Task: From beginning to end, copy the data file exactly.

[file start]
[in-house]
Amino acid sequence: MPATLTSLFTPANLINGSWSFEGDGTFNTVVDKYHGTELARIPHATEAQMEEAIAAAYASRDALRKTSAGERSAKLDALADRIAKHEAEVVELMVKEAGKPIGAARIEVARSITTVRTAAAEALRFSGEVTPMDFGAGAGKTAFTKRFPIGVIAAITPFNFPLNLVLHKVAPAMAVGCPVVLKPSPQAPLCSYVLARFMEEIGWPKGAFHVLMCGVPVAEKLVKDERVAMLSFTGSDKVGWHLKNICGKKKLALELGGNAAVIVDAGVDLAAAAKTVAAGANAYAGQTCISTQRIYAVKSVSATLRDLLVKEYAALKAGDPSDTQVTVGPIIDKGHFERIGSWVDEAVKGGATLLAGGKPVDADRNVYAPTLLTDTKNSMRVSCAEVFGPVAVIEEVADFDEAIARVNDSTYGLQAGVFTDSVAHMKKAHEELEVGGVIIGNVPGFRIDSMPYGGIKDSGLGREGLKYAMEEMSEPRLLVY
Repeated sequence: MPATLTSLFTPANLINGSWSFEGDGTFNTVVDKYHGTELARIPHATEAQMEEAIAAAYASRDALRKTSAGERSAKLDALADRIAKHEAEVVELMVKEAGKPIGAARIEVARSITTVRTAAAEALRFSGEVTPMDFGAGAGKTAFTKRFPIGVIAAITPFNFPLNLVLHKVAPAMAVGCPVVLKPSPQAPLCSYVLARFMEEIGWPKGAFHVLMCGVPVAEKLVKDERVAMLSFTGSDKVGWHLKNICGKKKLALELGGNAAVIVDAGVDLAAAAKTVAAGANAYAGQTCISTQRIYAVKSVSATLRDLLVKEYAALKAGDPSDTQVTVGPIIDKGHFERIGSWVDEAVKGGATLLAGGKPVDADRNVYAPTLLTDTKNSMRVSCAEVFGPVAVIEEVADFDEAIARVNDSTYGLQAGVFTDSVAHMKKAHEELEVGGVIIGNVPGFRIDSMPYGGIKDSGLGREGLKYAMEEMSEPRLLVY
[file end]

[in-house]
Amino acid sequence: MPATLTSLFTPANLINGSWSFEGDGTFNTVVDKYHGTELARIPHATEAQMEEAIAAAYASRDALRKTSAGERSAKLDALADRIAKHEAEVVELMVKEAGKPIGAARIEVARSITTVRTAAAEALRFSGEVTPMDFGAGAGKTAFTKRFPIGVIAAITPFNFPLNLVLHKVAPAMAVGCPVVLKPSPQAPLCSYVLARFMEEIGWPKGAFHVLMCGVPVAEKLVKDERVAMLSFTGSDKVGWHLKNICGKKKLALELGGNAAVIVDAGVDLAAAAKTVAAGANAYAGQTCISTQRIYAVKSVSATLRDLLVKEYAALKAGDPSDTQVTVGPIIDKGHFERIGSWVDEAVKGGATLLAGGKPVDADRNVYAPTLLTDTKNSMRVSCAEVFGPVAVIEEVADFDEAIARVNDSTYGLQAGVFTDSVAHMKKAHEELEVGGVIIGNVPGFRIDSMPYGGIKDSGLGREGLKYAMEEMSEPRLLVY
Repeated sequence: MPATLTSLFTPANLINGSWSFEGDGTFNTVVDKYHGTELARIPHATEAQMEEAIAAAYASRDALRKTSAGERSAKLDALADRIAKHEAEVVELMVKEAGKPIGAARIEVARSITTVRTAAAEALRFSGEVTPMDFGAGAGKTAFTKRFPIGVIAAITPFNFPLNLVLHKVAPAMAVGCPVVLKPSPQAPLCSYVLARFMEEIGWPKGAFHVLMCGVPVAEKLVKDERVAMLSFTGSDKVGWHLKNICGKKKLALELGGNAAVIVDAGVDLAAAAKTVAAGANAYAGQTCISTQRIYAVKSVSATLRDLLVKEYAALKAGDPSDTQVTVGPIIDKGHFERIGSWVDEAVKGGATLLAGGKPVDADRNVYAPTLLTDTKNSMRVSCAEVFGPVAVIEEVADFDEAIARVNDSTYGLQAGVFTDSVAHMKKAHEELEVGGVIIGNVPGFRIDSMPYGGIKDSGLGREGLKYAMEEMSEPRLLVY